It’s no secret High Valley’s music contains some not-so-subtle religious references. But it does so without offering lectures on the subject. It’s a nice balance. In a phone interview yesterday, Curtis said, “That’s exactly our goal. We don’t want to force any message down anybody’s throat. Everybody’s gotta make their own decisions.” He adds, “Our goal is to be authentic artists and we’re gonna sing about what we believe in and what our values are.” Curtis makes the point, “We base our lifestyle completely around who Jesus was. He’s our ultimate role model.”

Brad and Curtis grew up in an Alberta Mennonite community and religion was and is a major part of their lives. Even their new single, “Grew Up On That” (the title track of High Valley’s next EP due out early next month), has some of those references like “bow your head” and mentions a little white church. Brother Brad is one of the song’s writers and Curtis notes, “I love the line ‘Ricky Skaggs on the vinyl, King James on the Bible.’”

Like other musicians, Curtis is spending more time at home these days than he ever has before. While acknowledging “it’s a crazy time,” he’s also with his fellow musicians in not knowing when he’s going to get paid next. Most musicians make the bulk of their income touring, performing in concert and getting a few extra bucks from selling their merchandise. That revenue has dried up for most during this Coronavirus crisis. That point was made minutes before our conversation. High Valley’s appearance (along with many others) at this June’s CMAMusicfest in Nashville was cancelled.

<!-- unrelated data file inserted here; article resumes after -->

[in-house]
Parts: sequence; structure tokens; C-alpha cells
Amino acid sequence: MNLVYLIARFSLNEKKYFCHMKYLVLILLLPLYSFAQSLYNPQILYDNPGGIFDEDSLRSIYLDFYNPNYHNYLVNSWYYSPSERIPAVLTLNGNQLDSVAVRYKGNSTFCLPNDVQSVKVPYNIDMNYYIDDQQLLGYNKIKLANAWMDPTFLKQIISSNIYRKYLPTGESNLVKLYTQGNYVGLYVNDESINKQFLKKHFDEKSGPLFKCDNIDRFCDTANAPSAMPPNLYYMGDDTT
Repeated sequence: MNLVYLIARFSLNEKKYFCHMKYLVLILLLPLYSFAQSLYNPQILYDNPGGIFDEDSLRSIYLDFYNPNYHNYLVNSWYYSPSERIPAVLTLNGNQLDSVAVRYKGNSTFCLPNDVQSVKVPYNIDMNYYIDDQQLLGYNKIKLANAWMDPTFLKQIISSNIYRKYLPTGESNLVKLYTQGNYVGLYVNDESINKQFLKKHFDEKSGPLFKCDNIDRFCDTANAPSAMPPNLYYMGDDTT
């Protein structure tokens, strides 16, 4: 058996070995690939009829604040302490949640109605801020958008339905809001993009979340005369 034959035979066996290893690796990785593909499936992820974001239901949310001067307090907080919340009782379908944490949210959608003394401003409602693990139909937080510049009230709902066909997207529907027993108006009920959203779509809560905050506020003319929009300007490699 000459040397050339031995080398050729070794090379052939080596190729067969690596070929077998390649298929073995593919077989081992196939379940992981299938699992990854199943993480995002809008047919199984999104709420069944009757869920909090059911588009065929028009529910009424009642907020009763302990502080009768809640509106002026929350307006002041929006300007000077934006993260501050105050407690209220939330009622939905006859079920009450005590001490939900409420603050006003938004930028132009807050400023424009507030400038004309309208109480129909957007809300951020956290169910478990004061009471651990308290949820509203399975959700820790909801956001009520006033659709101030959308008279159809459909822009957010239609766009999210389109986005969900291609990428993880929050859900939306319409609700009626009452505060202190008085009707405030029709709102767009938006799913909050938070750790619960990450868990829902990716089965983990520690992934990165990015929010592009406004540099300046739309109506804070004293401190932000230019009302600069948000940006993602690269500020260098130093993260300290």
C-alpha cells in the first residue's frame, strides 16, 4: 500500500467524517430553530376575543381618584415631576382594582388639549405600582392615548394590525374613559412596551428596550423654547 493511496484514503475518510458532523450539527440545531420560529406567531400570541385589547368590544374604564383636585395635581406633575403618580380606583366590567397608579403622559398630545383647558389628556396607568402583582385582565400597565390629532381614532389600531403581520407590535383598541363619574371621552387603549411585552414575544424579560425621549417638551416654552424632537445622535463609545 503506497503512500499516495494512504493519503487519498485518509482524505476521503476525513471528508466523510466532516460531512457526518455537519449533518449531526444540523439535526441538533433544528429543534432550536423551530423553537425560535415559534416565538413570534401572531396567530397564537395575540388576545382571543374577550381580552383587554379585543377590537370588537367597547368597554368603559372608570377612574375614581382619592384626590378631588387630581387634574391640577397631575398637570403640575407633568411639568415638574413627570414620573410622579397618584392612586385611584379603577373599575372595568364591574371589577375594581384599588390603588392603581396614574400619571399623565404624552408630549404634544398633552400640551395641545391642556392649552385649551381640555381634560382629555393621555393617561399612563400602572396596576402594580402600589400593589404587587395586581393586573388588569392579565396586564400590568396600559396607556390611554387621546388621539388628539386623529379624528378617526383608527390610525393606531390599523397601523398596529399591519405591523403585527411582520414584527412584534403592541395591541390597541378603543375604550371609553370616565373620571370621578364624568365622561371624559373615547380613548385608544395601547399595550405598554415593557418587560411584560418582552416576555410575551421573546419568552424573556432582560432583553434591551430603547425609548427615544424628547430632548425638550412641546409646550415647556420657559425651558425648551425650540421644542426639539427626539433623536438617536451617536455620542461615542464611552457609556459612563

So, I had to ask. I wondered how Curtis’ faith is sustaining him during these trying times.

Noting, “I don’t think life’s easy for anybody,” Curtis remembered the recent tornado devastation that hit Nashville before the virus pandemic soon followed it. “Nobody is completely safe anywhere at any given time. And I’m aware of that. And I’m not terrified because I believe that God’s going to take care of me.”

Personally, Curtis said, “I believe that God will never give me an experience that’s beyond what I can handle. And that being said, there are experiences that I can’t handle on my own, but I know that I can always speak with God whenever I want, whenever I need to, and ask Him to help me emotionally get through any situation. And He’s done that for my entire life.”

Religion is many different things to many different people. It can and does sustain and comfort some people through difficult times. Music, although not necessarily a replacement for religion, can also sustain and comfort some people. High Valley is in the unique situation of embracing both and in the very unique, sustaining and comforting position of sharing both.

You can listen to the entire, unedited interview below. (Note: it’s common in radio to edit out awkward pauses, “dead air” as we call it. I’ve left them in because silence can sometimes create a dramatic effect, but it can also show someone is giving careful, deliberate and meaningful thought before they speak.)